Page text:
The political unit for Aristotle’s state is the polis (city-state). It should be noted that Aristotle’s polis is limited in size and scope. The polis is a closed society and must be small enough for bonds of trust, friendship, and comradery to develop among the citizenry. Only a society governed by this mutual trust can be political in the Aristotelian sense. There could never be a cosmopolis or a global society that incorporates all of mankind, because the polis is by necessity particularistic. An empire, for example, can never be political because it cannot be governed by trust. It can only be ruled through despotism. A universal state does not allow for self-perfection; it is impossible for man to fulfill his telos. This can only be achieved through the small self-governing polis. Furthermore, the polis will always exist in a world amongst others unlike it. Each city-state will have a different set of values, the good citizen in one regime might not be a good citizen in another. Aristotle recognizes the diversity that exists among humankind and the impossibility of reconciling these vast differences. Partisanship for one’s own kind and one’s own way of life is necessary for a healthy city. A certain amount of provincialism and spirit for one’s own polis is a fundamental part of what it means to be a human. The friend-enemy distinction is a natural ineradicable part of reality. Just as an individual cannot be friends with every person, the city-state cannot be friendly with all others. War is therefore inevitable and the virtues that it necessitates are as natural to the city as the virtues of friendship and love.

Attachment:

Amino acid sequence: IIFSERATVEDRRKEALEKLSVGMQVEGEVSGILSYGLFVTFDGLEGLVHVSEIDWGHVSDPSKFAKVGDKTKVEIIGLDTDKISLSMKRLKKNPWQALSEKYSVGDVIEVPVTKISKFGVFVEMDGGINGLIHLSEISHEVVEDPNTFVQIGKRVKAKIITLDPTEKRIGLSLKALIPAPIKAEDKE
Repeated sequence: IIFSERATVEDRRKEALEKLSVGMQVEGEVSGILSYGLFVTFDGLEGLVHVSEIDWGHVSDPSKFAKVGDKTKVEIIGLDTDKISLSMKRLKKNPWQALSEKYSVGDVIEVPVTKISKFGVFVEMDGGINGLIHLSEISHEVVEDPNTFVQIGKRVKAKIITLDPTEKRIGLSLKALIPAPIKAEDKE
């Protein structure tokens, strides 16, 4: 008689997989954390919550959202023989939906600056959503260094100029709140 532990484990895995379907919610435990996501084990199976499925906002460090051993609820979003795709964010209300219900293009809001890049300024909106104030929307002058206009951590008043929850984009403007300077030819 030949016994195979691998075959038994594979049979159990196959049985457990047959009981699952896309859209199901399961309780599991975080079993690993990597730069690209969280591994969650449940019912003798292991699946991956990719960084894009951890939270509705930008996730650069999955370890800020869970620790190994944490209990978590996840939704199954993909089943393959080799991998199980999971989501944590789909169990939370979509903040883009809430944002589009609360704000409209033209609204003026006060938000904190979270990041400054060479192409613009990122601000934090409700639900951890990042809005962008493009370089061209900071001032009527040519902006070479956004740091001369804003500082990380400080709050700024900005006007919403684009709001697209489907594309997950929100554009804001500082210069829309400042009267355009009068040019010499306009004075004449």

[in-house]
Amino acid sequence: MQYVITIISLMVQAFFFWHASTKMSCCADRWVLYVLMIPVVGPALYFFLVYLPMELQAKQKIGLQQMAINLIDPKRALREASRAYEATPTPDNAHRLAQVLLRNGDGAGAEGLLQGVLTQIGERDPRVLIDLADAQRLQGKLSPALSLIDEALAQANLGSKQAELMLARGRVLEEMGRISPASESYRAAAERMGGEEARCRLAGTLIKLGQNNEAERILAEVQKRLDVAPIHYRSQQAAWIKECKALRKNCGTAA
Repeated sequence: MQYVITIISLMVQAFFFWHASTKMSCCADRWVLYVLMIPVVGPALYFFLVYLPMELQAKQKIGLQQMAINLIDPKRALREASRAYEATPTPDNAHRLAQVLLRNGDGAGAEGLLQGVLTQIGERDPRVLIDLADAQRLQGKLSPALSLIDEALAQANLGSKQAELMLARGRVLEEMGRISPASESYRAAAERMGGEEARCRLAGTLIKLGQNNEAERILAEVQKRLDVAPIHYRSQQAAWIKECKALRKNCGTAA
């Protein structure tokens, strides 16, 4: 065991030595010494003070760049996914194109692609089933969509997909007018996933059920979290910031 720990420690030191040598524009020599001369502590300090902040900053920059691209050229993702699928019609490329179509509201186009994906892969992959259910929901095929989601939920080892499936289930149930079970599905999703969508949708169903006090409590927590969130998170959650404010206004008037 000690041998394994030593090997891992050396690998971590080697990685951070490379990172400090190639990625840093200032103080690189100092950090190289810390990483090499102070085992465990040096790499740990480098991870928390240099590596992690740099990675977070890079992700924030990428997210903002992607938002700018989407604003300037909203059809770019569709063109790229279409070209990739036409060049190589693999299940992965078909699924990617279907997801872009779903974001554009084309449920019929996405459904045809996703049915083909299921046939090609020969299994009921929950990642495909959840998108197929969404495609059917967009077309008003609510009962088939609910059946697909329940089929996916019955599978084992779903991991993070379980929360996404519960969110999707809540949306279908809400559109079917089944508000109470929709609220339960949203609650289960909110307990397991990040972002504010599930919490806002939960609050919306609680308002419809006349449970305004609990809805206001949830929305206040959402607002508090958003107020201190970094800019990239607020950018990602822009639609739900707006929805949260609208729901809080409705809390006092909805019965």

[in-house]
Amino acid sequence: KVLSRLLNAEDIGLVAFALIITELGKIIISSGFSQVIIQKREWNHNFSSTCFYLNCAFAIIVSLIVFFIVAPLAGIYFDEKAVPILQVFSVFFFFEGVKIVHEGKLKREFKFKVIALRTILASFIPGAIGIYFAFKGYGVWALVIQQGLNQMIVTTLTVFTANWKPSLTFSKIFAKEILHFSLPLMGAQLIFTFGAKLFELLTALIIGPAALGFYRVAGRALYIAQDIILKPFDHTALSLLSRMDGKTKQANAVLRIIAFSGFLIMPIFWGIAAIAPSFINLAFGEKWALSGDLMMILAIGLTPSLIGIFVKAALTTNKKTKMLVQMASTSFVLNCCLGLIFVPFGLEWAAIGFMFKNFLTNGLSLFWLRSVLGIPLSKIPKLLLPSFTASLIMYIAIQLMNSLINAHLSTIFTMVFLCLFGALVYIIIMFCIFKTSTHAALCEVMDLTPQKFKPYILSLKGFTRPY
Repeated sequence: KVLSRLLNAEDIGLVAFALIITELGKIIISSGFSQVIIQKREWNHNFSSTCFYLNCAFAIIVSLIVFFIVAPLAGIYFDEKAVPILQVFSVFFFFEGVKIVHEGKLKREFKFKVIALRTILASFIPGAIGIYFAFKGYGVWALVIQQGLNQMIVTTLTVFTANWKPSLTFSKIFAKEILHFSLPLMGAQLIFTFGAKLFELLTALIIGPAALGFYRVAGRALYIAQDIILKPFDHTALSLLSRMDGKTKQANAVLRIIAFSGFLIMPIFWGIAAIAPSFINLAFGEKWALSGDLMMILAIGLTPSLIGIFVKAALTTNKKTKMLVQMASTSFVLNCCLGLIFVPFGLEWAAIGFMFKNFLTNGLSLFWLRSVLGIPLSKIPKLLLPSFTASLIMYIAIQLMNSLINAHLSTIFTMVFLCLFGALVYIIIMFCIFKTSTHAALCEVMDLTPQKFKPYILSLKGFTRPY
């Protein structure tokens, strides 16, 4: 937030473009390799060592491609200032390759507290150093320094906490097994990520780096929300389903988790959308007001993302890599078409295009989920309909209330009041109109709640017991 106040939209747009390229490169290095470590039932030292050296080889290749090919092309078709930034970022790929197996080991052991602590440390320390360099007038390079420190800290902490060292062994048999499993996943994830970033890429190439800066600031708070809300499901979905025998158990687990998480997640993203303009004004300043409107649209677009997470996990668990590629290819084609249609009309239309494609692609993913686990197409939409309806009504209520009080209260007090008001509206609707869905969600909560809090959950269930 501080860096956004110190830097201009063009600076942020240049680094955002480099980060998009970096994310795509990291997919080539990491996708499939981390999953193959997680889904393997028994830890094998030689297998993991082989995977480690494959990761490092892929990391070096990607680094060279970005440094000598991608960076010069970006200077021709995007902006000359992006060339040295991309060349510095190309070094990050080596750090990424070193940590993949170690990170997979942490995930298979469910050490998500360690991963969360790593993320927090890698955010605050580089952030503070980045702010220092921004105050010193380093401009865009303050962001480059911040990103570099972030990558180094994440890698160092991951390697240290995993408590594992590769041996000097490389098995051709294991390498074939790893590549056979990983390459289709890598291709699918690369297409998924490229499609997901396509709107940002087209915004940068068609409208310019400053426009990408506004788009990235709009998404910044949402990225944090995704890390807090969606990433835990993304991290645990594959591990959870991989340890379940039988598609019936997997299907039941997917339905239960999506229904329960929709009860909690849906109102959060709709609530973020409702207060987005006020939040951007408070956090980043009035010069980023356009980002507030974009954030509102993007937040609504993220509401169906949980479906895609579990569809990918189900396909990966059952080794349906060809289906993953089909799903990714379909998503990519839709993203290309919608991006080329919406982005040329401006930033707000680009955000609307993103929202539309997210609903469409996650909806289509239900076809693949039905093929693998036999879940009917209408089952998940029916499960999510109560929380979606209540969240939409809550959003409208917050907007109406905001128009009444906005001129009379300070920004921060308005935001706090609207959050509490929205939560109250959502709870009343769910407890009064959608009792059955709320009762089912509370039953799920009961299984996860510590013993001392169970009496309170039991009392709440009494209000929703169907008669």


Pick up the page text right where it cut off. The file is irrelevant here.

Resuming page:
The modern nation-state, even those that are ethnically uniform, are a far cry from Aristotle’s tightly knit city-state. The small, self-sustainable, and agrarian Amish (their pacifism excepted) fit his conception of political life much more so than does say, modern Japan. However, an ethno-state would of course be much closer to achieving the high-trust Aristotle deems necessary for functional society. Also, keeping this in mind, we should envision the future of Western nations with an emphasis on localism and regional self-sustainability. This will encourage the preservation and development of a variety of sub-cultures and sub-groups within a larger ethno-state. We want to encourage friendly tribalism and competition within our nations as well as among other European nations.

We have gotten so far afield in terms of common sense; it is time we get back to very basic political questions. What is the foundation for political life? Aristotle’s answer to that question vindicates our own conclusions and provides a solid philosophical foundation on which we can build.